and the strategies an attacker takes both in monetizing usertraffic as well as responding to intervention.For example, Wang et al. recently measured the prevalence of cloaking as seen organically by users in Websearch results over time for trending and pharmaceuticalqueries . Cloaking is a “bait and switch” techniquewhere malware delivers different semantic content to different user segments, such as SEO content to search enginesand scams to users, and is one of the essential ingredientsfor operating a modern black hat SEO campaign. Similarly,Lu et al. developed a machine learning approach for identifying poisoned search results, proposing important featuresfor statistical modeling and showing their effectiveness onsearch results to trending terms . During the same timeperiod, Leontiadis et al.  and Moore et al.  also measured the exposure of poisoned search results to users, andused their measurements to construct an economic modelfor the financial profitability of this kind of attack. Despitethe common interest in search result poisoning, these studies focus on how cloaking was utilized to manipulate searchresults and its impact on users, whereas our work focusesmore on the mechanisms used by and the impact of an entire SEO campaign coordinated by an attacker via a botnet.The work of John et al. is the most similar to the study wehave undertaken . Also using an SEO malware kit, theyextrapolated key design heuristics for a system, deSEO, toidentify SEO campaigns using a search engine provider’sWeb graph. They found that analyzing the historical linksbetween Web sites is important to detecting, and ultimatelypreventing, SEO campaigns. Our work differs in that, whilewe study a similar SEO kit, we focus on the longitudinaloperation of SEO campaigns as organized by an SEO botnet operator: what bottlenecks, or lack thereof, an operator faces, and what factors, such as interventions, appear tohave influenced the operator’s behavior over time.3The GR BotnetIn this section we present the architecture of the GR botnet responsible for poisoning search results and funnelingusers, as traffic, to various scams. We start by introducingits SEO malware kit, and then present a high-level overviewof its architecture, highlighting specific functionality foundin the SEO kit and the evolution of the source code.3.1SEO KitAn SEO kit is software that runs on each compromisedWeb site that gives the botmaster backdoor access to the siteand implements the mechanisms for black hat search engineoptimization. We obtained an SEO kit after contacting numerous owners of compromised sites. After roughly 40 separate attempts, one site owner was willing and able to sed Web Sites!HTTP GET!HTTP GET!User!Search Engine!Web Crawler!Figure 2: A user and a search engine Web crawlerissue a request to a compromised Web site inthe botnet. The site will (1) contact the directoryserver for the address of the C&C, and then (2)contact the C&C for either the URL for redirectingthe user, or the SEO content for the Web crawler.us the injected code found on their site. Although we cannot pinpoint the original exploit vector on the compromisedWeb site, there have been many recent reports of attackerscompromising Web sites by exploiting Wordpress and othersimilar open source content management systems .The SEO kit is implemented in PHP and consists of twocomponents, the loader and the driver. The loader is initially installed by prepending PHP files with an eval statement that decrypts base64 encoded code. When the firstvisitor requests the modified page, causing execution of thePHP file, the loader sets up a cache on the site’s local disk.This cache reduces network requests, which could lead todetection or exceeding the Web site host’s bandwidth limits. Then the loader will contact a directory server using anHTTP GET request to find the location of a command-andcontrol server (C&C) as either a domain name or IP address.Upon contacting the C&C server, the loader downloads thedriver code which provides the main mechanisms used forperforming black hat SEO.3.2Botnet ArchitectureFigure 2 shows the high-level architecture of the botnet.The botnet has a command and control architecture builtfrom pull mechanisms and three kinds of hosts: compromised Web sites, a directory server, and a command andcontrol server (C&C).3.2.1Compromised Web SitesCompromised Web sites act as doorways for visitors and arecontrolled via the SEO kit installed on the site. The SEO
queries. And by late October 2011, the SEO kit started poisoning Mac OEM queries, also long-tail search terms.Image Search. One of the surprising findings from theSEO kit code is the amount of effort placed in poisoningGoogle Image Search. The doorways first started redirecting user traffic from Google Image Search in October 2010.In July 2011, the indexers hotlinked images from Bing tohelp build the SEO page and shortly thereafter the doorways began proxying images instead of hotlinking. By August 2011, the SEO kit began morphing the images, such asinverting them, to avoid duplicate detection. And currently,since March 2012, the SEO kit only redirects traffic fromGoogle Image Search.4MethodologyWe use data from three crawlers to track the SEO botnet and monitor its impact: (1) a botnet crawler for trackingcompromised Web sites in the botnet and downloading SEOdata from the C&C server, (2) a search crawler that identifies poisoned search results in Google, enabling us to evaluate the effectiveness of the botnet’s black hat SEO, and (3) aredirection crawler that follows redirection chains from thedoorway pages linked from poisoned search results to thefinal landing pages of the scams the botmaster uses to monetize user traffic. Table 2 summarizes these data sets, andthe rest of this section describes each of these crawlers andthe information that they provide.4.1Odwalla Botnet CrawlerWe implemented a botnet crawler called Odwalla totrack and monitor SEO botnets for this study. It consistsof a host crawler that tracks compromised Web sites and aURL manager for tracking URL to site mappings.Host Crawler. The host crawler tracks the compromisedWeb sites that form the SEO botnet. Recall from Section 3.2.1 that the SEO kit provides a backdoor on compromised sites for the botmaster through the HTTP request’sUser-Agent field. While this backdoor provides accessto many possible actions, the default response is a simplediagnostic page with information about the compromisedWeb site such as:Version: v MAC 1 (28.10.2011)Cache ID: v7mac cacheHost ID: example.comThese fields show the basic configuration of the SEO kit:the version running on the compromised site, the version ofthe cache it is running, and the compromised site’s hostname. The diagnostic page also reports a variety of additional information, such as the relative age of the SEOkit (for caching purposes), various capabilities of the Webhost (e.g., whether certain graphics libraries are installed),and information about the requestor and request URL (e.g.,whether the visitor arrived via Google Search). While themajority of this information allows the botmaster to debugand manage the botnet, we use the diagnostic page to bothconfirm a site’s membership in the botnet and monitor thestatus of the compromised site.The host crawler maintains a set of potentially compromised sites together with site metadata, such as the representative probe URL for a site and the last time it confirmedthe site as compromised. The probe URL is the URL thatthe host crawler visits for each potentially compromisedsite. Since a given site may have many URLs that link todifferent pages, all managed by the same SEO kit, the hostcrawler maintains one active probe URL per site to limitcrawl traffic. As URLs expire, a URL manager (describedbelow) provides alternate probe URLs for a site. The hostcrawler visits each probe URL twice, once to fetch the diagnostic page and once to fetch the SEO page—the pagereturned to search engines—containing the cross links.The last time the site was detected as compromised influences the crawling rate. The host crawler visits all sites thatwere either previously confirmed as compromised, usingthe diagnostic page mechanism described above, or newlydiscovered from the cross links. It crawls these sites at afour-hour interval. For the sites that were not confirmed ascompromised, for example because it could not fetch the diagnostic page, the host crawler visits them using a two-dayinterval as a second chance mechanism. If it does not detecta site as compromised after eight days, it removes the sitefrom the crawling set. This policy ensures that we have nearreal time monitoring of known compromised sites, whilelimiting our crawling rate of sites where we are uncertain.We used three methods to bootstrap the set of hosts forOdwalla to track. First, in October 2011 and then again inJanuary 2012, we identified candidate sites using manualqueries in Google for literal combinations of search termstargeted by the SEO botnet. Since the terms formed unusualcombinations, such as “herman cain” and “cantaloupe”,typically only SEO pages on compromised sites containedthem. Second, since these pages contained cross links toother compromised sites for manipulating search rankingalgorithms, we added the cross links as well. Interestingly,these cross links were insufficient for complete bootstrapping. We found multiple strongly connected components inthe botnet topology, and starting at the wrong set of nodescould potentially only visit a portion of the network. Finally, we modified the SEO kit to run our own custom botsthat infiltrated the botnet. These custom bots issued requeststo the C&C server to download targeted search terms andlinks to other hosts in the botnet, providing the vast majority of initial set of bots to track. Once bootstrapped, the host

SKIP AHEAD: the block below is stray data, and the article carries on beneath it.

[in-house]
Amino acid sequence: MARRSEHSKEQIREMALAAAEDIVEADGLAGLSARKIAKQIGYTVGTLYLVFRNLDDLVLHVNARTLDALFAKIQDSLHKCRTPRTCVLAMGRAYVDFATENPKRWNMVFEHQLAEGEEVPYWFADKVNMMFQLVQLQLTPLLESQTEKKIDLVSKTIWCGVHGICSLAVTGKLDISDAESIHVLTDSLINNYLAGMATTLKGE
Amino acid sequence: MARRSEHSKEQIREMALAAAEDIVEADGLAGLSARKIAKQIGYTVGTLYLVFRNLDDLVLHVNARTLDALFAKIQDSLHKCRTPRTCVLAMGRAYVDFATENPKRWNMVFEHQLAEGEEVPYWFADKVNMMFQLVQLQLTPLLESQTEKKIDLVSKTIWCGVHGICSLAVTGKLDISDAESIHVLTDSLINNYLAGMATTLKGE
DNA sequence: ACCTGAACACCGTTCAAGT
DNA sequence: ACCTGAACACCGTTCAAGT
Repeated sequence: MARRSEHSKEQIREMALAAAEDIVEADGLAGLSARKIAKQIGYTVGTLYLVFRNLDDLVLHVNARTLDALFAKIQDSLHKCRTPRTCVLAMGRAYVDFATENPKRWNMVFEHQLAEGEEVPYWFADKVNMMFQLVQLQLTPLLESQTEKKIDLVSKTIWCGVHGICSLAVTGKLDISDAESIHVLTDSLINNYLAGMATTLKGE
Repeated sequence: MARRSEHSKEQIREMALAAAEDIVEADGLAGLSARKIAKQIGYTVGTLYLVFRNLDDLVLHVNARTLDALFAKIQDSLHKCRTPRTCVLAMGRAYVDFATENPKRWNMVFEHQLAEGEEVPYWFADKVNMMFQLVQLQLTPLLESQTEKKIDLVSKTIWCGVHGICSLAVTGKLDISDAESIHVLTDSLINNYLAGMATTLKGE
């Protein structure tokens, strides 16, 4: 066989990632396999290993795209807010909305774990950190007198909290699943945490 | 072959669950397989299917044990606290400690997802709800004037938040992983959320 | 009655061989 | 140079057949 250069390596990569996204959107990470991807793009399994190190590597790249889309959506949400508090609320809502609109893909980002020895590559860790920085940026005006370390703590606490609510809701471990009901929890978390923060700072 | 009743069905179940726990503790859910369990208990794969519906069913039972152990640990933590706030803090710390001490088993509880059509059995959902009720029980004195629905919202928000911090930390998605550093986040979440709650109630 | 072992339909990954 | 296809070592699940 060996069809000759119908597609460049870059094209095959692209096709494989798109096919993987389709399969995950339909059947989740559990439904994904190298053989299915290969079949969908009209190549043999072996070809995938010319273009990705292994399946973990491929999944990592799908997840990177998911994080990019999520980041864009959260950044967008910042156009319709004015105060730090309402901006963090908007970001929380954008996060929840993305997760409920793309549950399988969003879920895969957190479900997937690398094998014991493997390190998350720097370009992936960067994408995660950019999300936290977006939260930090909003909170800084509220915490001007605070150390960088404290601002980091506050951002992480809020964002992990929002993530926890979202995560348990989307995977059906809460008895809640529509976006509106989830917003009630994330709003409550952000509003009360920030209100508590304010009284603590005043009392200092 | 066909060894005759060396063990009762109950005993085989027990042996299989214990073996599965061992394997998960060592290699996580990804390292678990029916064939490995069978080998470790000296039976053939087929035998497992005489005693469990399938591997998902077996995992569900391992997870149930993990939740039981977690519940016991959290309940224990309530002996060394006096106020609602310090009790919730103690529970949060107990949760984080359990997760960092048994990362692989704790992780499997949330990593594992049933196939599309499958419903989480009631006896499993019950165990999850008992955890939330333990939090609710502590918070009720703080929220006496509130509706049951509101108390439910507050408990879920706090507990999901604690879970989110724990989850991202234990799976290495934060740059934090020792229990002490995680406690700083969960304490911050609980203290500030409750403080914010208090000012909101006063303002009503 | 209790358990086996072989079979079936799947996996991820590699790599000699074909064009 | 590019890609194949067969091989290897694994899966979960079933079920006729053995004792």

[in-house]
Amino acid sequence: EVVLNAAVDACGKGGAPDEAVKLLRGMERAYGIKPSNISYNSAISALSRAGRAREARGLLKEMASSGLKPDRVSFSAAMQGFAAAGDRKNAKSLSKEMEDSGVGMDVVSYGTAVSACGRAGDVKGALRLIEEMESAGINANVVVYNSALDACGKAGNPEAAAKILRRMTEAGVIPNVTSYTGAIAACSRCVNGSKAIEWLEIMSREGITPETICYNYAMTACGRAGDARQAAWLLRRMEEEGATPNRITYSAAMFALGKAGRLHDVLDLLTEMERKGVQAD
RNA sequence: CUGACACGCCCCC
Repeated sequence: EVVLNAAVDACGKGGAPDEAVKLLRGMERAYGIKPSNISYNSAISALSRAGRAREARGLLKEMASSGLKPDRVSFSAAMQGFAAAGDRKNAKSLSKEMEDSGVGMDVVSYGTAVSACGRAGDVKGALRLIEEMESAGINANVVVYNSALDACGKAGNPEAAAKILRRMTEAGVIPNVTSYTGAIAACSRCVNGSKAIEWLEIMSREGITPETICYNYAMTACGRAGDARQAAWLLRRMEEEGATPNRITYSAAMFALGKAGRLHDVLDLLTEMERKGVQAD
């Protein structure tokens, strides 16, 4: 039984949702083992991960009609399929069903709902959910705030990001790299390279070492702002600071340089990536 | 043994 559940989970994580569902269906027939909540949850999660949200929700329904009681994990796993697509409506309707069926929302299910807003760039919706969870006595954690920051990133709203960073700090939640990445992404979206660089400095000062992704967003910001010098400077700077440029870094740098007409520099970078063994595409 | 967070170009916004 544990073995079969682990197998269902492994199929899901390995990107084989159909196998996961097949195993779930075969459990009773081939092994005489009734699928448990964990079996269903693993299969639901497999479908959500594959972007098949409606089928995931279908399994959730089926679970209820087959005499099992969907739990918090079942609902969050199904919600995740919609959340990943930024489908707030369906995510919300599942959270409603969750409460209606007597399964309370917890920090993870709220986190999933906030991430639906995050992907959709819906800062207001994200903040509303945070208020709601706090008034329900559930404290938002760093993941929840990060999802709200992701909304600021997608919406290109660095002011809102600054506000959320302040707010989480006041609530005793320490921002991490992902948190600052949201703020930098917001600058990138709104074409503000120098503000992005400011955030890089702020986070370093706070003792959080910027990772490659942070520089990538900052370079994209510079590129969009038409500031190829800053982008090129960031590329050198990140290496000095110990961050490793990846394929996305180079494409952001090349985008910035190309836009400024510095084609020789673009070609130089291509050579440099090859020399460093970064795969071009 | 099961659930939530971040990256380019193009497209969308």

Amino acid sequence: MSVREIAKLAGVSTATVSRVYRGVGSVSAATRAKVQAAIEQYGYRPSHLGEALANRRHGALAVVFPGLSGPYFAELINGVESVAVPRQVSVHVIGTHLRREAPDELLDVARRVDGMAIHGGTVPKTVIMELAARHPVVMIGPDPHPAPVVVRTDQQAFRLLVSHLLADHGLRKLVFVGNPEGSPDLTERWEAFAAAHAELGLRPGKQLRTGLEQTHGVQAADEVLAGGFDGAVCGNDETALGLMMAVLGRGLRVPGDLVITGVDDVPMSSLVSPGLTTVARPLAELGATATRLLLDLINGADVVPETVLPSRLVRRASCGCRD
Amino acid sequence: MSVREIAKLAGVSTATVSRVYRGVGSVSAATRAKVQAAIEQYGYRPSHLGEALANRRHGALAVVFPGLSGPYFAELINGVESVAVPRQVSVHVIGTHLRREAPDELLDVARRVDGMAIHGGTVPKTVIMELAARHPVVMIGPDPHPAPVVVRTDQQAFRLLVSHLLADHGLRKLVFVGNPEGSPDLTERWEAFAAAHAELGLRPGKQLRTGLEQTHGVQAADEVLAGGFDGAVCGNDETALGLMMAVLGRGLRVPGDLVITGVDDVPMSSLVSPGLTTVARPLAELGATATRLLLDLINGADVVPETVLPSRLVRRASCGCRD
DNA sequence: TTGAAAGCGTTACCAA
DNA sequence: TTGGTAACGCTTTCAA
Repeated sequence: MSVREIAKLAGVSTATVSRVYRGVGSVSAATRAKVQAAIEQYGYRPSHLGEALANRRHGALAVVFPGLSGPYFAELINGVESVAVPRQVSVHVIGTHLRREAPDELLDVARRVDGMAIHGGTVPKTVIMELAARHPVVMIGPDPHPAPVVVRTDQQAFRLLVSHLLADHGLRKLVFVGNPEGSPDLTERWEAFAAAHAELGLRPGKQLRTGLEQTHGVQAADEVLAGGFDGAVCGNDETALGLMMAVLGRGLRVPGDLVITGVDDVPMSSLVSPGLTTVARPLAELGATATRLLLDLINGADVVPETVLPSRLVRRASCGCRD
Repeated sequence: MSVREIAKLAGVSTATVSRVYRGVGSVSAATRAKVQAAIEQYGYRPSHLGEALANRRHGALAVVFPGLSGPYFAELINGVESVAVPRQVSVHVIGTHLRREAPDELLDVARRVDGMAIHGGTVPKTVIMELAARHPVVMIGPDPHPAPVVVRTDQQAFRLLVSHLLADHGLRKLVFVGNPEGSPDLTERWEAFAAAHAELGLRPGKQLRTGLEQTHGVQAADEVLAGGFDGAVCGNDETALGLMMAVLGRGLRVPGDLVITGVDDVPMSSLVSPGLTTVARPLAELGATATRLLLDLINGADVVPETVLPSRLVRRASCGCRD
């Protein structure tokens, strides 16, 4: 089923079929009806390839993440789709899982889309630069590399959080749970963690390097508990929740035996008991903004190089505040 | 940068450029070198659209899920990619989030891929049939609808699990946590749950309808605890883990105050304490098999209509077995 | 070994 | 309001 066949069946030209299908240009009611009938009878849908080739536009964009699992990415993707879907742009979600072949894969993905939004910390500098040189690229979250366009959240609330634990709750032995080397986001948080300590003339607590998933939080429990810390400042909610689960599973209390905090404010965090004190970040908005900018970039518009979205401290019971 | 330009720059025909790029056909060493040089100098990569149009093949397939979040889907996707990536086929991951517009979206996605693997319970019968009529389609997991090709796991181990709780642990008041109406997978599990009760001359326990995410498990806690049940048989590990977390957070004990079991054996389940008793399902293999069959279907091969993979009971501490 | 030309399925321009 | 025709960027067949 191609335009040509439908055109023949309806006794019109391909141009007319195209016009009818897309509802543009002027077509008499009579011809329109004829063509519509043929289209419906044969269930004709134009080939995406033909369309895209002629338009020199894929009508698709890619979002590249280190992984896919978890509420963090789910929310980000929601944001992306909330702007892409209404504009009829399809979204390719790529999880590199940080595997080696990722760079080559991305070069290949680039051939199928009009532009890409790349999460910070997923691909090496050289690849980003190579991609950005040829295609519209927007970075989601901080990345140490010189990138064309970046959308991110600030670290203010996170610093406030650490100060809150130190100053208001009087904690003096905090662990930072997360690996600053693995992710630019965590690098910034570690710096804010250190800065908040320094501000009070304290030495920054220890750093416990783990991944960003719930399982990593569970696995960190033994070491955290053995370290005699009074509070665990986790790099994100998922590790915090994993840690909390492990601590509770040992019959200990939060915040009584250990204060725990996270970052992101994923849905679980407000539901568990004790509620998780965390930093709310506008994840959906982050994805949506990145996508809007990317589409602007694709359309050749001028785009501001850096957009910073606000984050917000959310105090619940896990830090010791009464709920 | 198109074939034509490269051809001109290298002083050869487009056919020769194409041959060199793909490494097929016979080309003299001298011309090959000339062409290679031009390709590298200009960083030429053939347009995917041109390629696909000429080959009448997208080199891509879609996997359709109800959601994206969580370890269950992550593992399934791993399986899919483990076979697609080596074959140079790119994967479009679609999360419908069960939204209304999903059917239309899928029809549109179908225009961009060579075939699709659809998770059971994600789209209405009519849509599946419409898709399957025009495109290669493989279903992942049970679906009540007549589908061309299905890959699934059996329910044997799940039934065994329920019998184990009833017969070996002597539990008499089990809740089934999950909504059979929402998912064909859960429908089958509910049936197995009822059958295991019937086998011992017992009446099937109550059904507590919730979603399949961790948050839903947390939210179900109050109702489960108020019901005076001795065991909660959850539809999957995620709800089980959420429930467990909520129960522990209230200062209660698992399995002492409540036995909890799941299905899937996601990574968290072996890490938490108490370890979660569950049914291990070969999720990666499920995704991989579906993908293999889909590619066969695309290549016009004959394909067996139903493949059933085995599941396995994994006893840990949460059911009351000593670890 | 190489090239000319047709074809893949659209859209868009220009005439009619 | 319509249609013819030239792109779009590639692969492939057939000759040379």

OdwallaDaggerTrajectoryTime RangeOctober 1011 – June 2012April 2011 – August 2011April 2011 – August 2011Data CollectedDiagnostic pages and cross linksfrom nodes of SEO campaign.Cloaked search results in trendingsearches over time.Redirect chains from cloakedsearch results in trending searches.Data PerspectiveSEO Campaign botmaster.Users of search engines.Users of search engines.ContributionCharacterize support infrastructureof SEO campaign.Assess efficacy of SEO campaign.Analyze landing scams.Table 2: The three data sets we use to track the SEO botnet and monitor its impact.crawler used the cross links embedded in the SEO pages returned by compromised sites to identify new bots to track.URL Manager. The host crawler tracks compromisedsites using one probe UR
identify SEO campaigns using a search engine provider's Web graph. They found that analyzing the historical links between Web sites is important to detecting, and ultimately preventing, SEOcampaigns. Ourworkdiffersinthat, while we study a similar SEO kit, we focus on the longitudinal operation of SEO campaigns as organized by an SEO bot-